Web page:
The penalty, revealed in The Independent last month, is the largest to be imposed over the mis-selling scandal. In addition, DBS must pay costs of pounds 19,450.
In a parallel move, Ken Davy, chairman of DBS, would resign his position as member of the regulator's board of directors, the PIA announced yesterday.
Mr Davy said he had submitted his resignation with regret. He said he had tried to work "unstintingly for the good of consumers and the industry which serves them."
Joe Palmer, chairman of the PIA, said: "Ken has been a good colleague and will be missed at the PIA board but the crucial importance of the pensions review means that his decision to stand down was correct."
Shares in DBS, which have traded as high as 231p since the company's float on the stock market this year, fell 12p to 204p yesterday, valuing the company at pounds 90m. DBS, based in Huddersfield, West Yorkshire, operates a national network of more than 2,600 independent financial advisers (IFAs) working for 1,800 firms.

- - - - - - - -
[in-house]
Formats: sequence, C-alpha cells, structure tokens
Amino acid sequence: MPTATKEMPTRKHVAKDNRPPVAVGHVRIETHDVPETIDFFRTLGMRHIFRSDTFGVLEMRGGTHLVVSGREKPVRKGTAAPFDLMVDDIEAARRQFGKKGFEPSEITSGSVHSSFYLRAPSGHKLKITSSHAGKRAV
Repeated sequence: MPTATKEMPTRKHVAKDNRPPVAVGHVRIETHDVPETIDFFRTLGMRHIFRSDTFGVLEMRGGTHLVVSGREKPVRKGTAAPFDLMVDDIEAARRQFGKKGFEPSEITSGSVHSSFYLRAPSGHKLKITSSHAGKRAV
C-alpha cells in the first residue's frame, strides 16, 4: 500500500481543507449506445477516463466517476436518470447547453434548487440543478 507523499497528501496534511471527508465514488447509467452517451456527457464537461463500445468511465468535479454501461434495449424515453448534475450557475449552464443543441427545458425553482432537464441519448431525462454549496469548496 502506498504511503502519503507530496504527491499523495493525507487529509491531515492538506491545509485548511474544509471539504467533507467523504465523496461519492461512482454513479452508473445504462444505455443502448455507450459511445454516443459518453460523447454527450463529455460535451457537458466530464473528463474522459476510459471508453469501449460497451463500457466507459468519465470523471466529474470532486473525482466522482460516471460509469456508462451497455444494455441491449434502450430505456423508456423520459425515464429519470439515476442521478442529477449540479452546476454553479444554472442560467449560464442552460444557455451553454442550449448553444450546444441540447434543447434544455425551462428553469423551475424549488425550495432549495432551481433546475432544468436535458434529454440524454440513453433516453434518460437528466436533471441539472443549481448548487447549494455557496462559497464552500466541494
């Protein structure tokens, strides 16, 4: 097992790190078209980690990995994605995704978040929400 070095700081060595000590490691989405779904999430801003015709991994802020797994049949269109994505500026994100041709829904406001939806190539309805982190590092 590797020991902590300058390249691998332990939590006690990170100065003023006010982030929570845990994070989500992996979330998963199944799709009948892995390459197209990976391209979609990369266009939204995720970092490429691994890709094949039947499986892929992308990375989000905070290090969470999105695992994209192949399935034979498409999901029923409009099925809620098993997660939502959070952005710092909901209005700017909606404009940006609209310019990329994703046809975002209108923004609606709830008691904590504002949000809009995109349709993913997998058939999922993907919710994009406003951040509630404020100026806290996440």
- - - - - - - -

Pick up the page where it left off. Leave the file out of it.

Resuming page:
In return for a slice of their commission earnings, DBS undertakes to deal with compliance issues on their behalf, offering them a range of additional technical services. But a statement by the PIA said DBS admitted failing to "take all reasonable steps" to carry out its review of pension business undertaken in the past by its appointed representative firms.
The failure of firms to carry out pension reviews to more than 500,000 clients has acquired fresh political importance in the wake of government moves to speed up compensation payments to victims.